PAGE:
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Copyright and Fair Use: Plagiarism Issues

Overview of Copyright Information

Plagiarism

Almost all forms of expression fall under copyright protection as long as they are recorded in some way (such as a book or a computer file).  Plagiarism is to steal and pass off (the ideas or words of another) as one's own.  Plagiarism is considered an act of fraud as it involves both stealing someone else's work and lying about it afterward.  To avoid plagiarism, CITE YOUR SOURCES.

 From plagiarism.org

Websites on Plagiarism

Academic Integrity

Union College takes violations of academic integrity seriously. Be sure to review your Student Handbook regarding academic integrity.  The College's complete statement on Academic Integrity is contained in the Student Handbook.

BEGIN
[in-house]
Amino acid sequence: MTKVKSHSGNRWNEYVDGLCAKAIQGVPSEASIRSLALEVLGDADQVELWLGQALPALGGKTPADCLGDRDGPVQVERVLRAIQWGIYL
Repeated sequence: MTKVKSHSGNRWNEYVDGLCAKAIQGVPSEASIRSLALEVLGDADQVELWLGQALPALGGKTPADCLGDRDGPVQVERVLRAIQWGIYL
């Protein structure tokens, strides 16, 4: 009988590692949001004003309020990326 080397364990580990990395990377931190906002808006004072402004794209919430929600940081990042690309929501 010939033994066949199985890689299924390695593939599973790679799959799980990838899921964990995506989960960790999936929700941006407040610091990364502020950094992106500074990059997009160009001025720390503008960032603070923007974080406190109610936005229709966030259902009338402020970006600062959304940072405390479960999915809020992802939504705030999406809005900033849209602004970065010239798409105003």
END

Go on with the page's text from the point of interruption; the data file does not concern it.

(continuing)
The following is extracted from it:

There is the expectation that students will present as their own work only that which they have done themselves. The College does not tolerate academic dishonesty, including plagiarizing (the act of representing someone else’s ideas as your own) and cheating by any means during a test, an examination or in any work intended to be done independently.

Avoiding Plagiarism

The term “plagiarism” includes but is not limited to the following:

• Representing someone else’s ideas as your own without crediting your source.

• Submitting assignments that do not include proper acknowledgement of the original source. *Quoted material must be put in quotation marks and credited to the original source.

• Paraphrasing another’s work without proper attribution.

• Submitting deliberately misleading attributions or acknowledgments.

• Submitting a purchased term paper, or another person’s work as one’s own.

• Failing to properly document information obtained on the World Wide Web or other Internet sources.  *If you have not cited it, then no matter how drastically you may have altered its context or presentation, you have still plagiarized.

UCNJ LibGuides at Union College